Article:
Fantasy That Lacks Tension: David & Leigh Eddings: The Dreamers

The Dreamers: Book One of The Elder Gods by David & Leigh Eddings (2003)

The Dreamers by David & Leigh Eddings reads like it could have been published twenty or forty years ago rather than in 2003. There are no thematic references to the real world, which is not necessarily bad, but the story feels out of touch with modern fantasy fiction, which often uses fantastic elements to reflect on contemporary issues, such as the abuses of power or social stereotypes.

In this case, the Eddings have created an alternative world with eight gods (with a small ‘g’), a hoard of monsters, and humans. The gods bring three groups of humans together to help them fight the monsters. One group of humans resembles Native Americans, another pirates, and the third a hybrid of feudal and military cultures.

After painting the big picture––the four primary gods decide they need help to fight the evil monsters, the authors build the world with chapters that highlight each of the three groups of humans. Bridging the humans’ differences requires some trickery, but eventually it is accomplished and finally the war begins. Then, instead of letting the humans win the war on their own, the authors’ employ a deus ex machina technique. Two gods exercise their powers (while dreaming––hence the title) destroying the invading monsters. In the end, we discover this is only the first battle in the war. The same forces must come together to do it again in books two through four, where presumably the one who gives birth to the monsters will meet its demise.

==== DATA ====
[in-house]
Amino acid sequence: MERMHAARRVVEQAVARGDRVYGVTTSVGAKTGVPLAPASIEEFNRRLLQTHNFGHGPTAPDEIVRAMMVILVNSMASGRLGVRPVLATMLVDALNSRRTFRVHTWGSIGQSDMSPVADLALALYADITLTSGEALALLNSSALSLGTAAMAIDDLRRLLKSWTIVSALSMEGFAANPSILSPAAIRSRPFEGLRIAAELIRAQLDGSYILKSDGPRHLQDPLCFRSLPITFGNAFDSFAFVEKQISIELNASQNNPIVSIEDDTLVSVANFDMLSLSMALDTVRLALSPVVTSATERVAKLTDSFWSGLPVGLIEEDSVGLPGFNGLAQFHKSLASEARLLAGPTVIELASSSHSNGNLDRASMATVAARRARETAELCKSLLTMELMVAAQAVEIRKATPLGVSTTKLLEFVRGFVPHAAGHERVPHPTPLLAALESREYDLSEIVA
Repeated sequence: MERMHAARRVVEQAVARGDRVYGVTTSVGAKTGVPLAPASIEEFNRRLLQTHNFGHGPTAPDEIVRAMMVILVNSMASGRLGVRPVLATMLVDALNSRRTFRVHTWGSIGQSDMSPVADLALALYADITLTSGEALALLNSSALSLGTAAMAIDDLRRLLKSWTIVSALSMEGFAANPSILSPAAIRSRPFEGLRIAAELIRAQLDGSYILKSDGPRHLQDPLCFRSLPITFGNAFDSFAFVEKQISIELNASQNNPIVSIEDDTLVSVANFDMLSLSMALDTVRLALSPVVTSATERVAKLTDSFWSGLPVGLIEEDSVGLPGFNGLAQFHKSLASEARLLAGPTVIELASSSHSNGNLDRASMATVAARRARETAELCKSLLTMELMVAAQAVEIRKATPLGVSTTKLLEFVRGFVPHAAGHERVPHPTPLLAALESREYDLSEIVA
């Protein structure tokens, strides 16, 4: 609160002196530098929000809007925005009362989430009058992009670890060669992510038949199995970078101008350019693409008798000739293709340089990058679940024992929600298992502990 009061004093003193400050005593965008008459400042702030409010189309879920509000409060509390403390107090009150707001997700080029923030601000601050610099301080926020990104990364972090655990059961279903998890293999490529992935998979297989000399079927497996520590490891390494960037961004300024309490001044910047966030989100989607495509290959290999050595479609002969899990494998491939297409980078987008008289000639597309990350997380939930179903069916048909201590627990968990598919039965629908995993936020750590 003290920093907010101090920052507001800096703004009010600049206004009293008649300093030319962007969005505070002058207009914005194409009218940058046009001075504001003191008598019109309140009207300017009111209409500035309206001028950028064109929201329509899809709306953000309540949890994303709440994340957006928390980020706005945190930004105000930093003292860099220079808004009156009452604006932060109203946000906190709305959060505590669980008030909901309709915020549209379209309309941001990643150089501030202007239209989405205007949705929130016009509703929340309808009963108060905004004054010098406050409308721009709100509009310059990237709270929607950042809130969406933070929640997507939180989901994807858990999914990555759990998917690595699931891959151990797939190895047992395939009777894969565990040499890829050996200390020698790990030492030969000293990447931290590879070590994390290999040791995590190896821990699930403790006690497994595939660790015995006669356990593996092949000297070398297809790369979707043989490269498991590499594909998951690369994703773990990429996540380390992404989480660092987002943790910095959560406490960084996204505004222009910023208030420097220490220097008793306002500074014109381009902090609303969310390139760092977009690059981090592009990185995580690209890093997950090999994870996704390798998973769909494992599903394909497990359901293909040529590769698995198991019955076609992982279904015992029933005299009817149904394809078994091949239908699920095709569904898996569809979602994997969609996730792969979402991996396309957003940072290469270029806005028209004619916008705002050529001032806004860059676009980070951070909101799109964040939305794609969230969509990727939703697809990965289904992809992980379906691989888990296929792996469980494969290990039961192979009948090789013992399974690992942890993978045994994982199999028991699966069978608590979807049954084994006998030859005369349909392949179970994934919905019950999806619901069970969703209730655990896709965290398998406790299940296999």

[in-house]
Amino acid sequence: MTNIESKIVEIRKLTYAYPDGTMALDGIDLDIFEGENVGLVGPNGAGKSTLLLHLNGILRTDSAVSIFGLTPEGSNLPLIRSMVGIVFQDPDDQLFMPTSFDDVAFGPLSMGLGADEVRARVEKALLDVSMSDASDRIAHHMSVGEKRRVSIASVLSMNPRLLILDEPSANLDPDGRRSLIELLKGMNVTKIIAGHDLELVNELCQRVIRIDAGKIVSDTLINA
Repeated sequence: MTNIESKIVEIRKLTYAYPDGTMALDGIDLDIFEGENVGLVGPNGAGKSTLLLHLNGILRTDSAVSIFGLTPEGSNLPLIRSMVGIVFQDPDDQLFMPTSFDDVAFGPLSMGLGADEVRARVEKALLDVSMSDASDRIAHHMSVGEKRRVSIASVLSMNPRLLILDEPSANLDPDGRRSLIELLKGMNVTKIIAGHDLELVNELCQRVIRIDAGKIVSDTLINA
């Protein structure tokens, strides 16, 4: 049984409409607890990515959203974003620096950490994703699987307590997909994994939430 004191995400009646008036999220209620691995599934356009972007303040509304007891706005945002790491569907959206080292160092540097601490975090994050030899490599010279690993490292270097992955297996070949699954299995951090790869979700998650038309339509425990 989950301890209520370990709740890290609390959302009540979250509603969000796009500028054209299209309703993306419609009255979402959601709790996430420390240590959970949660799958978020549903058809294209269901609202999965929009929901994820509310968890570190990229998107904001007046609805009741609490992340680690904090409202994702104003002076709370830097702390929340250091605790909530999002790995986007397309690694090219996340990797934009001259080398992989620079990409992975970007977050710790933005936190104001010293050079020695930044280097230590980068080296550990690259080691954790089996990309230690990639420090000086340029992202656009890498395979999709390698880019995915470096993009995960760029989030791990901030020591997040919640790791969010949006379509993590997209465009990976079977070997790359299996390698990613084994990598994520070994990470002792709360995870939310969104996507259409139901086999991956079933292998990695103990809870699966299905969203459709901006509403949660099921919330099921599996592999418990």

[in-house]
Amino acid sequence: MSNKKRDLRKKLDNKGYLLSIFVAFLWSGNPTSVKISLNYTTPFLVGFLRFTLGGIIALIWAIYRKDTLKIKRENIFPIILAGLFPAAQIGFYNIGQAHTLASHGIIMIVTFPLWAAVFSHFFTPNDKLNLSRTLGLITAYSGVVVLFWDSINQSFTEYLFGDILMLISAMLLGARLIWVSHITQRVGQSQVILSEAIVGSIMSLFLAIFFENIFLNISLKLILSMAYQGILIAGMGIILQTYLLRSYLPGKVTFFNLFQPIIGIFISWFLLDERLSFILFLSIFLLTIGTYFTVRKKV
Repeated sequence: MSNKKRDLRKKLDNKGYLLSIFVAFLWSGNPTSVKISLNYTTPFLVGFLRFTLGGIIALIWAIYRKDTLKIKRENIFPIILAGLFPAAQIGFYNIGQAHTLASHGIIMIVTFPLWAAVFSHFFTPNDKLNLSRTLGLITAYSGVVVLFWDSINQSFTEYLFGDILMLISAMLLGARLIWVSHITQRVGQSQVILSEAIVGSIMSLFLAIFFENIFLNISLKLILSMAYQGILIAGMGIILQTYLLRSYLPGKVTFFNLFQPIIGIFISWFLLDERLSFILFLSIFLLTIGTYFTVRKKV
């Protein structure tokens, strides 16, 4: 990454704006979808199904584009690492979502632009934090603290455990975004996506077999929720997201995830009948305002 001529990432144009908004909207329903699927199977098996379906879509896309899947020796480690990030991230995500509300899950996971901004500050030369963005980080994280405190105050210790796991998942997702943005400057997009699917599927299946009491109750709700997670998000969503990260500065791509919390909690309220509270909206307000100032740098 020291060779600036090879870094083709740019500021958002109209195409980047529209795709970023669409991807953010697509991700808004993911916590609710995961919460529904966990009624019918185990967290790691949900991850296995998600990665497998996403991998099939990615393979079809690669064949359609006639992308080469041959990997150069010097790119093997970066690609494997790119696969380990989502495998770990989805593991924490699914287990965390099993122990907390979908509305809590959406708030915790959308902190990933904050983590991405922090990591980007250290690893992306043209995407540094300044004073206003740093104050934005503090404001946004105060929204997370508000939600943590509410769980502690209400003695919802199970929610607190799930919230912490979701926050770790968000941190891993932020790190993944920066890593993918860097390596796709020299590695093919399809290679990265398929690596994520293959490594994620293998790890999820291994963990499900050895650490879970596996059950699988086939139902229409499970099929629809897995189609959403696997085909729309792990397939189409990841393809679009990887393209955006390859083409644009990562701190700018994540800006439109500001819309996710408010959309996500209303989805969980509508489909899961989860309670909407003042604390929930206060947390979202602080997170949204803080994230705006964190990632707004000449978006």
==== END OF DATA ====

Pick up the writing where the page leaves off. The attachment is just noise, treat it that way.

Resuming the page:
Fantasy stories don’t have to be about anything other than themselves, but when they seem divorced from modern concerns or when the references are vague, as is the case here, there is less reason to read them. We don’t identify with the human protagonists because they are not put in situations we humans face in the real world. Nor can we identify with the gods because their attitudes seem so idiosyncratic. The result is a lack of tension, the lack of the feeling we want from a fantasy that we have to read the next chapter to find out what’s coming. Here we know what’s coming and although it may not be predictable, it’s easy to greet it with a blasé––so what––response.

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